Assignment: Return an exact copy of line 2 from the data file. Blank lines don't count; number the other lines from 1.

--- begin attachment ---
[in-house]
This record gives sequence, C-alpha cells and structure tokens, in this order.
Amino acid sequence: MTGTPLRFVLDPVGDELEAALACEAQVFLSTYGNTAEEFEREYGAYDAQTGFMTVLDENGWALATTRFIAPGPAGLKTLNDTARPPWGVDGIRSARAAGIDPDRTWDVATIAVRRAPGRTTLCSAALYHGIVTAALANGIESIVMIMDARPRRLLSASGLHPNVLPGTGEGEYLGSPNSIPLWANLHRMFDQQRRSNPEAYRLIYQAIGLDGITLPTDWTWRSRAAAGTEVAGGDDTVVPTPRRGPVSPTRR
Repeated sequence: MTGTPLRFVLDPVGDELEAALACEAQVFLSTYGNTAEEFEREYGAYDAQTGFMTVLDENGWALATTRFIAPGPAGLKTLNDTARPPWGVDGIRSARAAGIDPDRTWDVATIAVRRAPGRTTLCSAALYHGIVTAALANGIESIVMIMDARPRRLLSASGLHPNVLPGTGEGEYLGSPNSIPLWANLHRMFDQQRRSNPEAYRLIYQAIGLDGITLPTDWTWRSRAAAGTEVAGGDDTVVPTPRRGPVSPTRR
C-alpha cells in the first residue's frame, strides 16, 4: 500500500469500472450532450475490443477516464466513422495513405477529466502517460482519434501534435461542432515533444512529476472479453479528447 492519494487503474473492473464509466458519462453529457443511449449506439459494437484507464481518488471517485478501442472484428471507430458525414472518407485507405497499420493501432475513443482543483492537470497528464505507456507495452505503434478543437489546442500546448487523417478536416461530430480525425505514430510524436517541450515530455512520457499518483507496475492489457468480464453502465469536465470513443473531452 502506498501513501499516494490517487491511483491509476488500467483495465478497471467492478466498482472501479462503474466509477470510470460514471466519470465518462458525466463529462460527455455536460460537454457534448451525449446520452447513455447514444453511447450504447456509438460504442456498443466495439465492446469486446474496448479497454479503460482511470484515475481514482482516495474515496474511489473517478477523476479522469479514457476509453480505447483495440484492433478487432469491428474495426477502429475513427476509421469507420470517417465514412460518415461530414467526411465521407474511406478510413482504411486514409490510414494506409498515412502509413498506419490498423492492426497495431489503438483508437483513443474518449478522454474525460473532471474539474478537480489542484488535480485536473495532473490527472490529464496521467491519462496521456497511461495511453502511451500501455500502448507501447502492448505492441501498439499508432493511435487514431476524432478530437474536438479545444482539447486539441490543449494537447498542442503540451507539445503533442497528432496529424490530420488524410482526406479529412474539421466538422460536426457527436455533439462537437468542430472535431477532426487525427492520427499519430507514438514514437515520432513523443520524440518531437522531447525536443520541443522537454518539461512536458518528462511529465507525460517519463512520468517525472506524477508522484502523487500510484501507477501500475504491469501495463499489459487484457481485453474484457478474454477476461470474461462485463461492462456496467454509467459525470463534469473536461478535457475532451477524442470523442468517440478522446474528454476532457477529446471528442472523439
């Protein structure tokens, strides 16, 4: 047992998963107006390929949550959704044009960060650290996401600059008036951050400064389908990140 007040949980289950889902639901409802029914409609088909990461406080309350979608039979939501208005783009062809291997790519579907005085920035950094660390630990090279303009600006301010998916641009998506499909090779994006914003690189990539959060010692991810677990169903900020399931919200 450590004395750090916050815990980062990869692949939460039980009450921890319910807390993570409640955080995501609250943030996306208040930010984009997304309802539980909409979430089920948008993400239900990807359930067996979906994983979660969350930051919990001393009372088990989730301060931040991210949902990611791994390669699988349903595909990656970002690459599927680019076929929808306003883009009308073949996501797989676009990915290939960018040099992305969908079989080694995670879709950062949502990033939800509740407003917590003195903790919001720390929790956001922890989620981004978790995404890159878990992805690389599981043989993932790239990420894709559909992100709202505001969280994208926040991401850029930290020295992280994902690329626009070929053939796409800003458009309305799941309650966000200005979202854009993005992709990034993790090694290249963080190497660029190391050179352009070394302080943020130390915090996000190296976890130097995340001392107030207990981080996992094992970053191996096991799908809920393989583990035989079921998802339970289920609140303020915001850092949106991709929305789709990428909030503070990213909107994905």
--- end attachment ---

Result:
This record gives sequence, C-alpha cells and structure tokens, in this order.